3.1.2.6.10.1.1.1 Permanent alert condition. The alert condition shall be maintained if the Mode A identity code is changed to 7500, 7600 or 7700.

3.1.2.6.10.1.1.2 Temporary alert condition. The alert condition shall be temporary and shall cancel itself after TC seconds if the Mode A identity code is changed to a value other than those listed in 3.1.2.6.10.1.1.1. The TC shall be retriggered and continued for TC seconds after any change has been accepted by the transponder function.

Note 1.— This retriggering is performed to ensure that the ground interrogator obtains the desired Mode A identity code before the alert condition is cleared.

Note 2.— The value of TC is given in 3.1.2.10.3.9.

3.1.2.6.10.1.1.3 Termination of the permanent alert condition. The permanent alert condition shall be terminated and replaced by a temporary alert condition when the Mode A identity code is set to a value other than 7500, 7600 or 7700.

3.1.2.6.10.1.3 Special position identification (SPI). An equivalent of the SPI pulse shall be transmitted by Mode S transponders in the FS field and the surveillance status subfield (SSS) when manually activated. This pulse shall be transmitted for TI seconds after initiation (3.1.1.6.3, 3.1.1.7.13 and 3.1.2.8.6.3.1.1).

Note.— The value of TI is given in 3.1.2.10.3.9.

3.1.2.6.10.2 Capability reporting protocol. The data structure and content of the data link capability report registers shall be implemented in such a way that interoperability is ensured.

Note 1.— Aircraft capability is reported in special fields as defined in the following paragraphs.

Moving forward, the ICAO Global Air Navigation Plan 2016-2030 emphasizes some of the important assets of the transition toward ADS-B environment. In addition to the safety aspects and improved accuracy, there is the cost of infrastructure maintenance and coverage. Within the ADS-B environment, including space based, there is the potential to provide coverage in more remote parts of the globe where only non-radar exists currently. The current systems are aging and the cost of replacing the older technology with like types is expensive whereas there could be a transition to the improved technology.

B0-ASUR (ADS-B out and MLAT), operationally, the lower costs of dependent surveillance infrastructure in comparison to conventional radars support business decisions to expand radar-equivalent service volumes and the use of radar-like separation procedures into remote or non-radar areas. Additionally, the nonmechanical nature of the ADS-B ground infrastructure allows it to be sited in locations that are difficult for radar installations. MLAT requires more ground stations than ADS-B and has larger geometric requirements than ADS-B, but has the early implementation advantage of using current aircraft equipage.

(ICAO Global Air Navigation Plan 2016-2030)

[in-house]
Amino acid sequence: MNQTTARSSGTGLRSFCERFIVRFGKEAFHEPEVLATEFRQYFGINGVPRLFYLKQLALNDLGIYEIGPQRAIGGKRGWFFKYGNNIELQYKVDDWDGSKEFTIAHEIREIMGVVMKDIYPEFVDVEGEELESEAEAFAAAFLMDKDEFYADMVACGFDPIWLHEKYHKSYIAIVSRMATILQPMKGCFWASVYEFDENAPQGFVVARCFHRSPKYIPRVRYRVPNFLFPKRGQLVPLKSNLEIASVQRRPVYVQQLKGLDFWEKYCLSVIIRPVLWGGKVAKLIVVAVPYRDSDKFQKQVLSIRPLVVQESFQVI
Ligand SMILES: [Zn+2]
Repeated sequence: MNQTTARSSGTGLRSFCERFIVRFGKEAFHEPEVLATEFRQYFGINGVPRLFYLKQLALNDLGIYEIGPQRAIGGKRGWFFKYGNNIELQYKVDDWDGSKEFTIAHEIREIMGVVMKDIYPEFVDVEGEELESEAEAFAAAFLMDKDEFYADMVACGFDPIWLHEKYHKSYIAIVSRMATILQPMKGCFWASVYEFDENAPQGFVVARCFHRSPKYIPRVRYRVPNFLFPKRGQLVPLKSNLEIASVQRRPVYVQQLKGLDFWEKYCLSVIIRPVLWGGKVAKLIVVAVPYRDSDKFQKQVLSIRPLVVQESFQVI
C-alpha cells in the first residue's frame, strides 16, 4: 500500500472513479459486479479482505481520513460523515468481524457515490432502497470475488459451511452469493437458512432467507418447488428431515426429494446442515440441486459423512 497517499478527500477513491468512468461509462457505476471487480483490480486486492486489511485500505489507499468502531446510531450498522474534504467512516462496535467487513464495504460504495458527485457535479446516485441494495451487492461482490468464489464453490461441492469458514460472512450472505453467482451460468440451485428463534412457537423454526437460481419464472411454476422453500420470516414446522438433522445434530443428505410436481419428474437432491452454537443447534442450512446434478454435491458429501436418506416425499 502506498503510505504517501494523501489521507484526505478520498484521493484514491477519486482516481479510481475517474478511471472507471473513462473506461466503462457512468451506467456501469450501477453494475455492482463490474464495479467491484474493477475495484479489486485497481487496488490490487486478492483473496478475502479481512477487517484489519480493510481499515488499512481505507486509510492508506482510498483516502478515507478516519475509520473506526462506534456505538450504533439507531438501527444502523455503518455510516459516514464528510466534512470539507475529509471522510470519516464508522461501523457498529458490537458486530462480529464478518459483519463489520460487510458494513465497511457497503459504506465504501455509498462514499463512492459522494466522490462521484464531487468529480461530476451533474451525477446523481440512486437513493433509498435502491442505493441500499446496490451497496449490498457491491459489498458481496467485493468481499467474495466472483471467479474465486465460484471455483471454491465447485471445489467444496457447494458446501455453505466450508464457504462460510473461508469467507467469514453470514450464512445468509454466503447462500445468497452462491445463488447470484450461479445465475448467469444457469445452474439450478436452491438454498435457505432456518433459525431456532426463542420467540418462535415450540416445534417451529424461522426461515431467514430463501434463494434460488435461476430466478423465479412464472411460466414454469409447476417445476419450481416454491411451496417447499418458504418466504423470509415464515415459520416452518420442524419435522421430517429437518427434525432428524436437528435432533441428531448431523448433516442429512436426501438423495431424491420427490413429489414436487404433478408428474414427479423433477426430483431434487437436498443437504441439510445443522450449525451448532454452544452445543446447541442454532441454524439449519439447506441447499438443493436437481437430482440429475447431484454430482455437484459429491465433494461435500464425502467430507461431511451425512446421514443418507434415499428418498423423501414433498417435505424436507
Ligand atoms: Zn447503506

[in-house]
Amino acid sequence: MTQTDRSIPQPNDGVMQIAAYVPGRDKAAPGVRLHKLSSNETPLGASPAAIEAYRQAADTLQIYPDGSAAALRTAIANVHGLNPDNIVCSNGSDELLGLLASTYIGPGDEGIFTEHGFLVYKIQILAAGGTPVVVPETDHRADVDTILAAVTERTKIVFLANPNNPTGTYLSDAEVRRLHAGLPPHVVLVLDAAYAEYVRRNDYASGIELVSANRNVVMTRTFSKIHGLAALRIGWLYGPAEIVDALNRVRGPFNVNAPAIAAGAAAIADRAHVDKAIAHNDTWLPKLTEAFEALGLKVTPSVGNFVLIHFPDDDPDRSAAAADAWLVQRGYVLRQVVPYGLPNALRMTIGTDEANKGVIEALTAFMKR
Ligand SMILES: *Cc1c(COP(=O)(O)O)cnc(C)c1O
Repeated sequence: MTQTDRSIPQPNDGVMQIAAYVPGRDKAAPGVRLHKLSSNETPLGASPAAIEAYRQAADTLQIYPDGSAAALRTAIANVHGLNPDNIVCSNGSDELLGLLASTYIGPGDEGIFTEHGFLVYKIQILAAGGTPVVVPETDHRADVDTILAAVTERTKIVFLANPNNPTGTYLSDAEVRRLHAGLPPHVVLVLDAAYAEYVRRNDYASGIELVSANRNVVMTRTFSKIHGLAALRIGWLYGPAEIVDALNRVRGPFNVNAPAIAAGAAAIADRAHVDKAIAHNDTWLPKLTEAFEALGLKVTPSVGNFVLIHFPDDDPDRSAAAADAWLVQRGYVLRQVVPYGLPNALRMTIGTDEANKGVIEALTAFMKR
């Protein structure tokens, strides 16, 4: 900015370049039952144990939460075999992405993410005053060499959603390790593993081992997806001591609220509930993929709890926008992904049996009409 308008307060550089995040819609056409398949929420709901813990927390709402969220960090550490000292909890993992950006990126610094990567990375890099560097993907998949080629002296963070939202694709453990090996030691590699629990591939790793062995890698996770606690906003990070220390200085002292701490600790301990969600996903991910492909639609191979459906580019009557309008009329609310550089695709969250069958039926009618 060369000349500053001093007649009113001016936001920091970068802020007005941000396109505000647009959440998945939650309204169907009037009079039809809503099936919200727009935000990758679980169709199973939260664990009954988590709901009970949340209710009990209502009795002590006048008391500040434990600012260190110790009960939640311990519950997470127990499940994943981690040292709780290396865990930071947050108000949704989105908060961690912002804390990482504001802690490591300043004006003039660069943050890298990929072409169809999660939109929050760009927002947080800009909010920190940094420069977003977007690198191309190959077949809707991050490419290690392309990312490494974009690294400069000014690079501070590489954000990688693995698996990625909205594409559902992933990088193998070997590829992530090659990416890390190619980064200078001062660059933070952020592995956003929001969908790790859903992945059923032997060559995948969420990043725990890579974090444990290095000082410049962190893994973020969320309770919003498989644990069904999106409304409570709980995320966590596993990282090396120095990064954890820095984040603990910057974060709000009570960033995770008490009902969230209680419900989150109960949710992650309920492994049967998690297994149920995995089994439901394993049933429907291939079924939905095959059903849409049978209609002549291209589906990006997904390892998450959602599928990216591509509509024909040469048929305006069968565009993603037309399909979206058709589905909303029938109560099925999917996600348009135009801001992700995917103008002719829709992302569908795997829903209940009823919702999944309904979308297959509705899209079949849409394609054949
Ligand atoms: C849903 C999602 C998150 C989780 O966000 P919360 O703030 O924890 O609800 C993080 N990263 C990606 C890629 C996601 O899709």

2.3.4.4. There is still a factor to consider in non-radar environments and their ability to practically use this information. Some parts of the world, such as Europe and the mainland United States, experience upwards of 95% radar coverage. However, this is not true everywhere. For example, there are portions of rural Australia where procedural separation is still utilized.

2.3.4.5. The need for the ability to simultaneously transmit and have SPI functions is admittedly uncommon; but there are times where this may be the sole means of communication with an aircraft. Therefore, it is important to not overlook the significance of an aircraft lacking this ability.

2.3.4.6. As technology increases around the world, areas that fall outside radar coverage should continue to decrease. This would make the ability to squawk single emergency codes even more valuable.

2.3.4.7. In many parts of the world RTCA 260B compliant equipment will be a requirement. This will lead to an increasingly valuable global network of ADS-B. As mandates for equipage that allows simultaneous squawking and SPI come into effect, the policy will need review.

2.3.5. The final portion of the policy deals with recommendations for ICAO and reads as follows, “That ICAO establishes a global position and recommendations on the management of ADS-B operations without separate emergency codes and isolated SPI function.”.

2.3.5.1. In the decade since the initial paper was written ICAO has not created a global position regarding this topic.

2.3.6. Moving forward one consideration is whether ADS-B will replace other radar. If this is the case, there are concerns particularly about ADS-B being the sole replacement of surveillance in high density airspace. Risks include losing the ability to crosscheck the data from ADS-B as compared to what is seen on the radar screen and to a lesser degree ADS-B Out data lack of encryption causing potential security concerns for spoofing.

2.4. The second and third paragraphs could be combined into a single, more impactful statement. There is a need to keep the important portions of existing policy while also keeping an eye toward the future.

IFATCA considers the issue of single emergency code management with ADS-B to be a concern, especially if ADS-B is used to replace radar as the sole means of surveillance in high density airspace. Continued awareness of ADS-B operations without separate emergency codes and isolated SPI function is necessary.

 

2.4.1. This would be the only remaining topic in the Surveillance section if left there. It is suggested that the Surveillance section be removed from the TPM and the remaining policy, SUR6.2, be shifted to the ATS section.